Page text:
A new policy that began this month makes it easier for U.S. Citizenship and Immigration Services (USCIS) to deny visas and other immigration benefits. USCIS is no longer required to request more evidence that could complete an application or notify the applicant that it intends to deny the application.
This policy overturns a 2013 policy that limited the ability of USCIS to deny an application without giving the applicant or petitioner a chance to respond. The 2013 policy required USCIS adjudicators to issue a Request for Evidence (RFE) if evidence was missing or failed to offer proof. The only time adjudicators would not be required to issue an RFE would be if “no possibility” exists that additional evidence would change the outcome. It also required USCIS adjudicators to issue a Notice of Intent to Deny (NOID) if denying certain immigration benefits or if they uncovered damaging information. A NOID usually explains the reasons for the denial and when it will go into effect. That gives individuals the opportunity to take steps to overturn the denial decision.
Now, USCIS adjudicators can use their discretion whether to issue RFEs or NOIDs. Moreover, USCIS can deny visas and green cards without specifying what additional information or evidence would complete the application.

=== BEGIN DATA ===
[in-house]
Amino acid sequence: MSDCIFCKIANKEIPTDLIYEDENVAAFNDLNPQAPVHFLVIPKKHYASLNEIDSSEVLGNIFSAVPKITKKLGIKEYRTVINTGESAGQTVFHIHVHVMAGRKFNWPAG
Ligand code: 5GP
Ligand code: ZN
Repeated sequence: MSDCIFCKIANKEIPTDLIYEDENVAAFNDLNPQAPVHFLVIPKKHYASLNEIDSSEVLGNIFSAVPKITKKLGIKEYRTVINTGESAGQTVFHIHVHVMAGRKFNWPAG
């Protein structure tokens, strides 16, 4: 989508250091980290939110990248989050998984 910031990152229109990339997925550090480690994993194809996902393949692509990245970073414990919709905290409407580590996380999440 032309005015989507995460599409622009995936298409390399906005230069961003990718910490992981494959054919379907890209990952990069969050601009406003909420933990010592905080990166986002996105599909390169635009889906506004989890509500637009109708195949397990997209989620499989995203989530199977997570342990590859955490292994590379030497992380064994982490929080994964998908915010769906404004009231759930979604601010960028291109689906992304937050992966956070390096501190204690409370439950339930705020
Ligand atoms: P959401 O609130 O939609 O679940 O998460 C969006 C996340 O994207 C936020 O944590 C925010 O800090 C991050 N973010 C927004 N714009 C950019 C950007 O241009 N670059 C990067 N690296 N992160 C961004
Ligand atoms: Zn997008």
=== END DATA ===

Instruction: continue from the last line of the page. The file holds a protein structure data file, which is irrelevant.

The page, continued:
Building an Invisible Wall
The new policy is the latest effort to build an invisible wall by curbing and slowing legal immigration. It follows on the heels of another policy in which USCIS will immediately begin deportation proceedings for a foreign national if the agency denies a visa, extension or another immigration benefit.
USCIS is exempting renewal applications under the Deferred Action for Childhood Arrivals (DACA) from both policies. Asylum- and refugee-related filings are also exempt from the new policy.
USCIS states that the latest policy “is not intended to penalize filers for innocent mistakes or misunderstandings of evidentiary requirements.” Rather, it seeks to “encourage applicants, petitioners, and requestors to be diligent in collecting and submitting required evidence.”
With the stakes dramatically higher to submit an indisputable application the first time, we recommend consulting an immigration lawyer. The Alcorn Immigration Law team stands ready to help you determine your strongest options and assist you in moving forward.
Employers and individuals who receive a filing denial should weigh the consequences of submitting another application and paying additional fees. Employers face losing employees. Individuals face removal proceedings, lost jobs and travel options, and losing their place in the severely backlogged green card queue.
We Can Help
The Alcorn Immigration Law team believes immigration yields innovation. We closely monitor immigration policy changes that impact companies, entrepreneurs, professionals, and families. We can help you, your company, your employees, and your family. Contact us.